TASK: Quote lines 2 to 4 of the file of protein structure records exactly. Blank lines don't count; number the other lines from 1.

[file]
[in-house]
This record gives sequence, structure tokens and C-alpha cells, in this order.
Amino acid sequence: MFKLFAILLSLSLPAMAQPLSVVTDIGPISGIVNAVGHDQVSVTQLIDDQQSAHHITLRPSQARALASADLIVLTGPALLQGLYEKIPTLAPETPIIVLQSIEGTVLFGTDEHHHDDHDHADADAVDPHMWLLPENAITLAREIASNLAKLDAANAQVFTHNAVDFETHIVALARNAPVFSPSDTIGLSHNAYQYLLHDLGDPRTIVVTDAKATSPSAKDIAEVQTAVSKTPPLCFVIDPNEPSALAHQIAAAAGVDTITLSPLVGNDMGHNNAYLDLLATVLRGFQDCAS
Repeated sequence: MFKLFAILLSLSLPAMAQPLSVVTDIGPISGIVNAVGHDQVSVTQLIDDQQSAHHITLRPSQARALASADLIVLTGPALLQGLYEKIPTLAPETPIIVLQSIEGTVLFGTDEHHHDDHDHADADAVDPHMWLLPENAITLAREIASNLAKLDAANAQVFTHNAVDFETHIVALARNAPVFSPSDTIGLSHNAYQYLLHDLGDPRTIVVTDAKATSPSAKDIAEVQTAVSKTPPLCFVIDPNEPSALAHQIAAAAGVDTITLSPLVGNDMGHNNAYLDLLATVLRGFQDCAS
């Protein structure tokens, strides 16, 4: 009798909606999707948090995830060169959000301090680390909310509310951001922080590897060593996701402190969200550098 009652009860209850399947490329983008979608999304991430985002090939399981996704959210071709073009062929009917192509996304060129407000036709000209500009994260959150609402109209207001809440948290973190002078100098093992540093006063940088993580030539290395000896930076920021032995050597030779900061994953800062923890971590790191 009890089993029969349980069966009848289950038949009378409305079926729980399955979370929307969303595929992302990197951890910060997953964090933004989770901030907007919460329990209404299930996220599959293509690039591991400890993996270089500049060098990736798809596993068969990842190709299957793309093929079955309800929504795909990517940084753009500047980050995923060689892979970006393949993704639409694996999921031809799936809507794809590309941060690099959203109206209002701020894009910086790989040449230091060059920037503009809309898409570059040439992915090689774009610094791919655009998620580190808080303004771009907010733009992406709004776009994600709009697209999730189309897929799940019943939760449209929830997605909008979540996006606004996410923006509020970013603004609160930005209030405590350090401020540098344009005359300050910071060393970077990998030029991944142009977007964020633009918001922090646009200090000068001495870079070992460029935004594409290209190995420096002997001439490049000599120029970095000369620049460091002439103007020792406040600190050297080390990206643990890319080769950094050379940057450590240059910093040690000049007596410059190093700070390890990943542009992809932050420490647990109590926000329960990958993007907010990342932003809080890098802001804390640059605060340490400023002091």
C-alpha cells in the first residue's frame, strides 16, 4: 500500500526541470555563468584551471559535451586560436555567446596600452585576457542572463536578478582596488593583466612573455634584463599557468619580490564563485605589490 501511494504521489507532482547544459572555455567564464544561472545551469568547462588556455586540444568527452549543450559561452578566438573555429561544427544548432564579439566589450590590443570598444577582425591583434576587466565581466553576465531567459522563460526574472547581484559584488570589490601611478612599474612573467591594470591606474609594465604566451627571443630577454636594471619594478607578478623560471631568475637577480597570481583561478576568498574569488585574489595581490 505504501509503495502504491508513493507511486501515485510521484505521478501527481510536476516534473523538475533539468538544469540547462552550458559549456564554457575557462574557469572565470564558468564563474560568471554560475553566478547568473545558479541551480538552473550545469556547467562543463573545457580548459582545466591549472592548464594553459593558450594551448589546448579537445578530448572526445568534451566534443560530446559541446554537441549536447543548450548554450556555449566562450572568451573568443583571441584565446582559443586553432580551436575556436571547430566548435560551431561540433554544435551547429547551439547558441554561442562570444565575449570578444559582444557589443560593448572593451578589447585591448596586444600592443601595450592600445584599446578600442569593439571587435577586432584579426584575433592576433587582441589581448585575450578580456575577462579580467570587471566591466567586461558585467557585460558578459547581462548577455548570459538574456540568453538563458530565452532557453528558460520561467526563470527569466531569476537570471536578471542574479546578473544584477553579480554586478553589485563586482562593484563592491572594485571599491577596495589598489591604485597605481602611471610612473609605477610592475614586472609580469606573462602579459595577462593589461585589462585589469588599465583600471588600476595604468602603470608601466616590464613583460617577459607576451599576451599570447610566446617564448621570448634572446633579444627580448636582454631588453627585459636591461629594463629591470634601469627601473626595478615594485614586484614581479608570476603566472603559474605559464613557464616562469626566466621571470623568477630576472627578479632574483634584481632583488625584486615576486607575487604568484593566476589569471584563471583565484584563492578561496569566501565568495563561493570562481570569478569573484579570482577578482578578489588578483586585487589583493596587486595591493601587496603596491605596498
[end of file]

This record gives sequence, structure tokens and C-alpha cells, in this order.
Amino acid sequence: MFKLFAILLSLSLPAMAQPLSVVTDIGPISGIVNAVGHDQVSVTQLIDDQQSAHHITLRPSQARALASADLIVLTGPALLQGLYEKIPTLAPETPIIVLQSIEGTVLFGTDEHHHDDHDHADADAVDPHMWLLPENAITLAREIASNLAKLDAANAQVFTHNAVDFETHIVALARNAPVFSPSDTIGLSHNAYQYLLHDLGDPRTIVVTDAKATSPSAKDIAEVQTAVSKTPPLCFVIDPNEPSALAHQIAAAAGVDTITLSPLVGNDMGHNNAYLDLLATVLRGFQDCAS
Repeated sequence: MFKLFAILLSLSLPAMAQPLSVVTDIGPISGIVNAVGHDQVSVTQLIDDQQSAHHITLRPSQARALASADLIVLTGPALLQGLYEKIPTLAPETPIIVLQSIEGTVLFGTDEHHHDDHDHADADAVDPHMWLLPENAITLAREIASNLAKLDAANAQVFTHNAVDFETHIVALARNAPVFSPSDTIGLSHNAYQYLLHDLGDPRTIVVTDAKATSPSAKDIAEVQTAVSKTPPLCFVIDPNEPSALAHQIAAAAGVDTITLSPLVGNDMGHNNAYLDLLATVLRGFQDCAS